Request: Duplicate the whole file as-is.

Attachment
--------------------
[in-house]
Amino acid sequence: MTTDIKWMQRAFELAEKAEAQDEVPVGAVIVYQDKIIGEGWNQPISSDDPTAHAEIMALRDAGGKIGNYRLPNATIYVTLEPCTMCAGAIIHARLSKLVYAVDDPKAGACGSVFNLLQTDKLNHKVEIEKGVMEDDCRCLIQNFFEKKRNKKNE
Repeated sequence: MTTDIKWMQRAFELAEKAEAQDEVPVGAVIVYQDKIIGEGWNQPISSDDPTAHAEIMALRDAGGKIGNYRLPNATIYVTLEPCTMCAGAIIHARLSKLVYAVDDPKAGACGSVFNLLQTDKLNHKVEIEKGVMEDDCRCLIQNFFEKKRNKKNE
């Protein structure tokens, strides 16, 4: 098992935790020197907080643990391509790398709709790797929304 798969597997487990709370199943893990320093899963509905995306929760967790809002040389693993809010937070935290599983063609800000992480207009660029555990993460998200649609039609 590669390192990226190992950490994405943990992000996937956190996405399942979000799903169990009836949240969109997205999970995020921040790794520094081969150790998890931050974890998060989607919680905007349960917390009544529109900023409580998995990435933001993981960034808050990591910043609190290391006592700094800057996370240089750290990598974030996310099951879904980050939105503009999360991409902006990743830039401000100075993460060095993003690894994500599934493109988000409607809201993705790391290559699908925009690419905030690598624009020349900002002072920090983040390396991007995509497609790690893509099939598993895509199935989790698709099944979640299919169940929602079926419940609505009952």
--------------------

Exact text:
[in-house]
Amino acid sequence: MTTDIKWMQRAFELAEKAEAQDEVPVGAVIVYQDKIIGEGWNQPISSDDPTAHAEIMALRDAGGKIGNYRLPNATIYVTLEPCTMCAGAIIHARLSKLVYAVDDPKAGACGSVFNLLQTDKLNHKVEIEKGVMEDDCRCLIQNFFEKKRNKKNE
Repeated sequence: MTTDIKWMQRAFELAEKAEAQDEVPVGAVIVYQDKIIGEGWNQPISSDDPTAHAEIMALRDAGGKIGNYRLPNATIYVTLEPCTMCAGAIIHARLSKLVYAVDDPKAGACGSVFNLLQTDKLNHKVEIEKGVMEDDCRCLIQNFFEKKRNKKNE
């Protein structure tokens, strides 16, 4: 098992935790020197907080643990391509790398709709790797929304 798969597997487990709370199943893990320093899963509905995306929760967790809002040389693993809010937070935290599983063609800000992480207009660029555990993460998200649609039609 590669390192990226190992950490994405943990992000996937956190996405399942979000799903169990009836949240969109997205999970995020921040790794520094081969150790998890931050974890998060989607919680905007349960917390009544529109900023409580998995990435933001993981960034808050990591910043609190290391006592700094800057996370240089750290990598974030996310099951879904980050939105503009999360991409902006990743830039401000100075993460060095993003690894994500599934493109988000409607809201993705790391290559699908925009690419905030690598624009020349900002002072920090983040390396991007995509497609790690893509099939598993895509199935989790698709099944979640299919169940929602079926419940609505009952």